I broke my daughter’s heart last week. It wasn’t my intention to hurt her, but I did it anyway, even knowing how upset she would be.
What did I do? I gave away her cat.
You don’t have to tell me how horrible and heartless I am. I already know. But this cat and her brother, whom we’d had for a year, both left our house last Tuesday.
Looking at my right hand helps disperse any guilt that I might have had.
The girl cat, a gorgeous calico, was completely unpredictable. She peed wherever she wanted, including a pillow on which my mother was sleeping. She would purr or growl at people with no apparent rational for her choices. And she savaged my hand last Tuesday, when I tried to move her off the kitchen counter while she was stalking the toaster.
The blood on the floor. The scar I have on my lip from a previous cat injury that she instigated. The antibiotics and rabies shot I’ve had because of her. All of this made it impossible for me to continue to keep this cat in a household with my seven-year-old child. Looking at my hand and realizing how close her face had been to that counter made our decision clear, if not easy.
We actually gave the crazy cat and her brother (I would not separate them) back to the farm in North Bend where they had come from. The people were thrilled to have them back. They’d only let go of the kittens because a death in the family made it impossible to imagine caring for two baby beings. There are no small children in the household, and the kittens will be able to go outside, which they love. All of this makes our choice much easier for my husband and I to live with.
Not so much for our daughter.
So how do I help her through her grief?
The most important thing for parents to remember is that although a kid’s body is little, their emotions are not. Margaret Atwood said, “Little girls are cute and small only to adults. To one another they are not cute. They are life-sized.” This is doubly true of a child’s emotions. Their grief is fully life-sized.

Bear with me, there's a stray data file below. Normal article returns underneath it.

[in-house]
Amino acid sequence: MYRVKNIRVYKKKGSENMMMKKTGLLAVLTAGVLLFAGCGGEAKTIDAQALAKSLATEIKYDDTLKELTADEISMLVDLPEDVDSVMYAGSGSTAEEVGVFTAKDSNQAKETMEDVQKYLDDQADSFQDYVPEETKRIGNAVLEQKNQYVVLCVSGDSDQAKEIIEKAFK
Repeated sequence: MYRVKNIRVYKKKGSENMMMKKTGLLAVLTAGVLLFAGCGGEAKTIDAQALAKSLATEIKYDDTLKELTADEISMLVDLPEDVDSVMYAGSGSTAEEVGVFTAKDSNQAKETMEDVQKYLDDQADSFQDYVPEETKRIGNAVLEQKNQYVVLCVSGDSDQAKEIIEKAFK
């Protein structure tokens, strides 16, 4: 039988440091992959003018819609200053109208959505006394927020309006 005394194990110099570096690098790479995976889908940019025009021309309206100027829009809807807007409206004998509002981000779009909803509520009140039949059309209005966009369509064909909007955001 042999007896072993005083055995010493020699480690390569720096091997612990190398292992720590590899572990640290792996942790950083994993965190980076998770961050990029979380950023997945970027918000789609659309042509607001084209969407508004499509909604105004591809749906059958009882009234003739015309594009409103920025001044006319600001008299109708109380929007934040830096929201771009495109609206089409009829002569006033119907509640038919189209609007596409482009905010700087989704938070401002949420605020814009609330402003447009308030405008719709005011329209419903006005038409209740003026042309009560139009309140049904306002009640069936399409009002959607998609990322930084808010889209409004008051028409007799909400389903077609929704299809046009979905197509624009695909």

The second thing to keep in mind is that to a child, all grief is all encompassing. There is no psychological difference to a child between death or disappearance, or for that matter, moving or divorce. Children do not have a scale of grief. All endings are total and forever, or all endings are temporary and not understood.
Third, all reactions to loss are correct. For those adults who have had a family member die, you know that grief is not as simple as just working your way through Kübler-Ross’s five stages. DABDA may be a useful tool sometimes, but anyone who knows death knows that the knowledge that you are in the anger stage does not in any way mitigate the blinding fury with the universe that can overtake you at any moment.
Your child feels the same way, but has even less experience with how to handle an emotion that strong. Expect tears, yes, but expect back talk, sleeplessness, refusal to do school work, clinging to you, trouble eating, fights with friends, exhaustion, refusal to talk about the thing that makes them sad, and total withdrawal.
I’ll say it again. (This is my training as a counselor leaking out.) All reactions to loss are correct. Whatever your kid is feeling is appropriate. Let her feel it. It is our job as parents to give our kids the love and support they need, no matter how difficult it is for them to receive it.
To end with another quote, the psychiatrist Harold Hulbert said “Children need love, especially when they do not deserve it.” This is never more true than when they are acting out because of grief. Understand your child and love her, and show her that love even when (or especially when) it’s hard.
My daughter doesn’t want to talk about the cats right now. My plan is to respect that, but also to give her the extra love and attention I know she needs. In fact, I’m going to go hug her right now, and squeeze her tight with my mangled hand that hurts less than her heart.